that forces a big chunk of those 139 million shares to be bought
What could go wrong for the short-sellers and right for Sprint (and
you if you decide to buy shares)? Well, four factors could trigger
a furious short squeeze...
. If the
rises higher from here,
, which now constitutes the majority of all stock market
, buys stocks indiscriminately and the rising-tides-lifts-all-boats
action tends to make short sellers cover, even if they know their
investment thesis is correct.
Second, even a rumor that the company and New York State will seek
some sort of settlement will quickly eliminate short-sellers' hopes
that Sprint will end up on the hook for billions.
Third, signs are emerging that industry
will accelerate this year. In the past few days, both
and Leap Wireless have been bid up on rumors that Deutsche Telekom
is in search of a partner to beef up its lagging T-Mobile unit.
, Dan Hesse, who has inspired the ire of many investors, would
probably like nothing more than to enter into those discussions
with these other industry
. Yes, this lawsuit is an impediment for a deal, but the company's
current market valuation would be quite tempting to a potential
Fourth, Sprint's recent quarterly results showed clear signs of a
company getting healthier, most notably in the area of average
revenue per user and further solid numbers in the second quarter
may just be too much for short-sellers tobear .
The leading wireless carriers, including Sprint, have begun to
sharply reduce smartphone subsidies to improve their
margins. Asking consumers to effectively extend the usable life of
their existing phones should start benefiting the wireless service
providers' margins as soon as the current quarter.
Where are the analysts?
analysts have been largely silent on this contentious issue. I ran
through the recent research from a dozen different investment firms
that follow Sprint, and only Guggenheim Securities bothered even to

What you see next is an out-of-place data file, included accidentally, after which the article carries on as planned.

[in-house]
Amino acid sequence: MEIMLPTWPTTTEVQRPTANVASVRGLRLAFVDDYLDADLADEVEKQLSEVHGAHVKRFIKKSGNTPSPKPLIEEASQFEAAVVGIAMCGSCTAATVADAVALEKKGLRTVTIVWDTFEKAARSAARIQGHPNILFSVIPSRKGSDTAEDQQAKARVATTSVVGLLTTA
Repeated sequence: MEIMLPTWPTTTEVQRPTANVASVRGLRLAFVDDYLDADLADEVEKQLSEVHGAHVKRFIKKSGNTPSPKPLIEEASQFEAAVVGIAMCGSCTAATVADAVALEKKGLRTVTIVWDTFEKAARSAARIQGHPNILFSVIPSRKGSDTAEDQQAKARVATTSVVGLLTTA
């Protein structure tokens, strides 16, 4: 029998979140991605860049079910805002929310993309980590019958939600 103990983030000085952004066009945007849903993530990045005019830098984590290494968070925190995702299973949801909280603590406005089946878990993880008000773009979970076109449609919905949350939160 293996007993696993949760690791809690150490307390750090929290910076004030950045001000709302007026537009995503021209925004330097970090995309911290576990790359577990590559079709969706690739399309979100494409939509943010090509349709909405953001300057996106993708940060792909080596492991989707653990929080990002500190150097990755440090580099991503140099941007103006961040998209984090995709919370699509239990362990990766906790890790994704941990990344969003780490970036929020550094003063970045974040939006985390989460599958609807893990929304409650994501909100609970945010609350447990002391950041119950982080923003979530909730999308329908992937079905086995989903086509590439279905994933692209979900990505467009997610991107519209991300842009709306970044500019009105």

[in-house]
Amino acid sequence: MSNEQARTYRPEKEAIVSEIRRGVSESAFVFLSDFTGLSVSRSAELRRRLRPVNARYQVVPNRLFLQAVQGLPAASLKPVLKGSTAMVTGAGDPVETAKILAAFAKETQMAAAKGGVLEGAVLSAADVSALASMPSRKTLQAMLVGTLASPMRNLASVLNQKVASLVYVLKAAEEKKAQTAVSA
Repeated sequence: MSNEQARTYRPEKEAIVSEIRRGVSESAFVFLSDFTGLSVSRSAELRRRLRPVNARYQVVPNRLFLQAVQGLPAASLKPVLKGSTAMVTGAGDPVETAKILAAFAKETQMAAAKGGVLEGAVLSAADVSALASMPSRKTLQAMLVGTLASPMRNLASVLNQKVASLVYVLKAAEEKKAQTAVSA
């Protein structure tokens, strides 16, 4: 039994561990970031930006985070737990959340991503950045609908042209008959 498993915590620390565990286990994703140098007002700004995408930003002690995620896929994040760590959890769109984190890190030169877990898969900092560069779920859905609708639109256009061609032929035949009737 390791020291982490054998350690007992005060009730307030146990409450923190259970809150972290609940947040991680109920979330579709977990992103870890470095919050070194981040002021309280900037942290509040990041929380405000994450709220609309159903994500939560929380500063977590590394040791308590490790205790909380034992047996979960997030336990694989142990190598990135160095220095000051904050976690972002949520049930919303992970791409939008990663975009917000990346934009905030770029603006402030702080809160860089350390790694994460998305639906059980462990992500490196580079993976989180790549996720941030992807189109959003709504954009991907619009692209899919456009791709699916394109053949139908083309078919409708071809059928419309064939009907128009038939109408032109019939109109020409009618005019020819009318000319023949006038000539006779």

analyze the issue. And a week after the lawsuit was filed, Sprint
held a quarterly conference
with analysts, and not a single mention of the issue appeared in
the call transcript. It's as if this potentially major lawsuit
never happened. Short sellers on the call must have been apoplectic
as they sat through a series of "Hi, how you doing buddy" comments
from management and the sell-side analysts.
Risks to Consider:
This is a hugely risky stock. Sprint not only needs to secure
an agreement with New York State, but also get nationwide
indemnification from suits from other states.
Action to Take -->
By placing such a huge negative bet on Sprint, short-sellers are
running the risk of fueling a stock melt-up if some short-covering
leads to a tsunami of
. With such a huge short position in place, it's unwise to pile on
the short side at this point. The risks of a massive short squeeze
are just too great. If you want to play the
long angle for this $2.50 stock (and sell-side analysts value
Sprint at $4 to $6 a share on the basis of comparable industry
metrics), then dig into the lawsuit issues and be prepared to buy
as soon as it appears as if Sprint will devise a face-saving
solution out of its legal morass.
-- David Sterman
David Sterman does not personally hold positions in any
securities mentioned in this article. StreetAuthority LLC does not
hold positions in any securities mentioned in this article.